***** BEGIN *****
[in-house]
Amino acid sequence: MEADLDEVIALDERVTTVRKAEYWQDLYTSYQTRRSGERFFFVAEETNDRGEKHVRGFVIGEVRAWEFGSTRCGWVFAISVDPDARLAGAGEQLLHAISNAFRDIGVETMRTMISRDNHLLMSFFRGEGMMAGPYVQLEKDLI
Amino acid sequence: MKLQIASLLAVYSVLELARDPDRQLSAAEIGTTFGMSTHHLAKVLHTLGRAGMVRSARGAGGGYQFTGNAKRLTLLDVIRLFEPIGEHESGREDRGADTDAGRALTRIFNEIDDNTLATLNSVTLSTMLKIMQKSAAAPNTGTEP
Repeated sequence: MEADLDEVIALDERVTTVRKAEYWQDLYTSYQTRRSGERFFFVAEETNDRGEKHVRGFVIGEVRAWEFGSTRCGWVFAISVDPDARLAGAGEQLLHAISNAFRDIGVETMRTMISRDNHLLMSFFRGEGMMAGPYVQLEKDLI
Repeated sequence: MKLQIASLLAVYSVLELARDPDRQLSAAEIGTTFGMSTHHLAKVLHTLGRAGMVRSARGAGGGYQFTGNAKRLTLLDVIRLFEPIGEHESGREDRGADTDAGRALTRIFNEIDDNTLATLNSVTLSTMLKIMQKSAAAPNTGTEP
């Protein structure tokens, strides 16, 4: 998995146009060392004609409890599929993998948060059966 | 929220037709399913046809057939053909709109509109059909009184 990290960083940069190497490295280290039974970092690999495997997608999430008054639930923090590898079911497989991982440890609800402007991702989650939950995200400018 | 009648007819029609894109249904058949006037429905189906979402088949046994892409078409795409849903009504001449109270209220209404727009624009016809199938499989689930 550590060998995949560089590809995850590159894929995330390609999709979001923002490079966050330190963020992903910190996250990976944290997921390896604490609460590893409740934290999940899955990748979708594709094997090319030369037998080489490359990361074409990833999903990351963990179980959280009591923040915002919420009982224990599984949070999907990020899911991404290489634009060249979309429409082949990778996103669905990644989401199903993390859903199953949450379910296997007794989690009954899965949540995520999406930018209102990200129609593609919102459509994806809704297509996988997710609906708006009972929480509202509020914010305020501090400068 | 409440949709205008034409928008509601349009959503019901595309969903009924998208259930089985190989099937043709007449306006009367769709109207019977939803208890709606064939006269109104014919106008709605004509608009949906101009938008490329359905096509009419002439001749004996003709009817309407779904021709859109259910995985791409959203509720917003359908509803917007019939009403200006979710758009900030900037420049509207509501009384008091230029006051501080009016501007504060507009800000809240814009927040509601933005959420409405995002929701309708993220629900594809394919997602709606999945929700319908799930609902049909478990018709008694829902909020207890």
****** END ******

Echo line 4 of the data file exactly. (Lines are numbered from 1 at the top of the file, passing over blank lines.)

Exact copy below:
Repeated sequence: MEADLDEVIALDERVTTVRKAEYWQDLYTSYQTRRSGERFFFVAEETNDRGEKHVRGFVIGEVRAWEFGSTRCGWVFAISVDPDARLAGAGEQLLHAISNAFRDIGVETMRTMISRDNHLLMSFFRGEGMMAGPYVQLEKDLI